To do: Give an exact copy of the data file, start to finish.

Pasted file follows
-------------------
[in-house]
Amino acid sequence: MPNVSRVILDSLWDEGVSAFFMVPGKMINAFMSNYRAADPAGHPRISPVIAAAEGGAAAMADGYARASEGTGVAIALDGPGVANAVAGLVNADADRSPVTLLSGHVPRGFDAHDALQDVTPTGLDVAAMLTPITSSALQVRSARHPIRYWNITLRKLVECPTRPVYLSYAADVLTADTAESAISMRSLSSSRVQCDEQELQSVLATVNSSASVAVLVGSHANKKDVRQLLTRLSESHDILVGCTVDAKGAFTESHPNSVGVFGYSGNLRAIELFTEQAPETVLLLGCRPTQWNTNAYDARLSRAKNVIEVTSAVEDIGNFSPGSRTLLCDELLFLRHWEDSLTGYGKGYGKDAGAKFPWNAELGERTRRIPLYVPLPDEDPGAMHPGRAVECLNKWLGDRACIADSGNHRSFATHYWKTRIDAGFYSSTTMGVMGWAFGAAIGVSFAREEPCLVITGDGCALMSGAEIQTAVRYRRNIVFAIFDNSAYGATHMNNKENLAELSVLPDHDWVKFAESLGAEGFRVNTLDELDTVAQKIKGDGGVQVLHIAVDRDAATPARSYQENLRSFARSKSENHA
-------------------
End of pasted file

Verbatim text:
[in-house]
Amino acid sequence: MPNVSRVILDSLWDEGVSAFFMVPGKMINAFMSNYRAADPAGHPRISPVIAAAEGGAAAMADGYARASEGTGVAIALDGPGVANAVAGLVNADADRSPVTLLSGHVPRGFDAHDALQDVTPTGLDVAAMLTPITSSALQVRSARHPIRYWNITLRKLVECPTRPVYLSYAADVLTADTAESAISMRSLSSSRVQCDEQELQSVLATVNSSASVAVLVGSHANKKDVRQLLTRLSESHDILVGCTVDAKGAFTESHPNSVGVFGYSGNLRAIELFTEQAPETVLLLGCRPTQWNTNAYDARLSRAKNVIEVTSAVEDIGNFSPGSRTLLCDELLFLRHWEDSLTGYGKGYGKDAGAKFPWNAELGERTRRIPLYVPLPDEDPGAMHPGRAVECLNKWLGDRACIADSGNHRSFATHYWKTRIDAGFYSSTTMGVMGWAFGAAIGVSFAREEPCLVITGDGCALMSGAEIQTAVRYRRNIVFAIFDNSAYGATHMNNKENLAELSVLPDHDWVKFAESLGAEGFRVNTLDELDTVAQKIKGDGGVQVLHIAVDRDAATPARSYQENLRSFARSKSENHA